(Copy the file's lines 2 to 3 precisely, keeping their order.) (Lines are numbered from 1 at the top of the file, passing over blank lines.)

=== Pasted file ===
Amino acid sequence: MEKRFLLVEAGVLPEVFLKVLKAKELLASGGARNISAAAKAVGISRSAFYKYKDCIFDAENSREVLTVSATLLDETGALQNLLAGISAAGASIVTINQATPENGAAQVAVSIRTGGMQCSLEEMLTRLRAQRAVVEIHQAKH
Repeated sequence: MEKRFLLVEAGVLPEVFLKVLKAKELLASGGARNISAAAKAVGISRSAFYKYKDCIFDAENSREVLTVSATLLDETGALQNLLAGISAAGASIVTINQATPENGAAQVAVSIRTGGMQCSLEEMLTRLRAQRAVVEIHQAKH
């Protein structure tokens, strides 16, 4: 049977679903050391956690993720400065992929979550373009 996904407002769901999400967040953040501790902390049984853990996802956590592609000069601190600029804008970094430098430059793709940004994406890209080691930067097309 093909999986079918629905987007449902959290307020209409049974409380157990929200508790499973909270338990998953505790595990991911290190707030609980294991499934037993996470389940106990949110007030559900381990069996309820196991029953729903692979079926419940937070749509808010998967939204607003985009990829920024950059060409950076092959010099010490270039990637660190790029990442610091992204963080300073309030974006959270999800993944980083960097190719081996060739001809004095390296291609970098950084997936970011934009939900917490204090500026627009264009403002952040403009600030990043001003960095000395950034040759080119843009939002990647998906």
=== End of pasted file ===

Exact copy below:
Repeated sequence: MEKRFLLVEAGVLPEVFLKVLKAKELLASGGARNISAAAKAVGISRSAFYKYKDCIFDAENSREVLTVSATLLDETGALQNLLAGISAAGASIVTINQATPENGAAQVAVSIRTGGMQCSLEEMLTRLRAQRAVVEIHQAKH
């Protein structure tokens, strides 16, 4: 049977679903050391956690993720400065992929979550373009 996904407002769901999400967040953040501790902390049984853990996802956590592609000069601190600029804008970094430098430059793709940004994406890209080691930067097309 093909999986079918629905987007449902959290307020209409049974409380157990929200508790499973909270338990998953505790595990991911290190707030609980294991499934037993996470389940106990949110007030559900381990069996309820196991029953729903692979079926419940937070749509808010998967939204607003985009990829920024950059060409950076092959010099010490270039990637660190790029990442610091992204963080300073309030974006959270999800993944980083960097190719081996060739001809004095390296291609970098950084997936970011934009939900917490204090500026627009264009403002952040403009600030990043001003960095000395950034040759080119843009939002990647998906």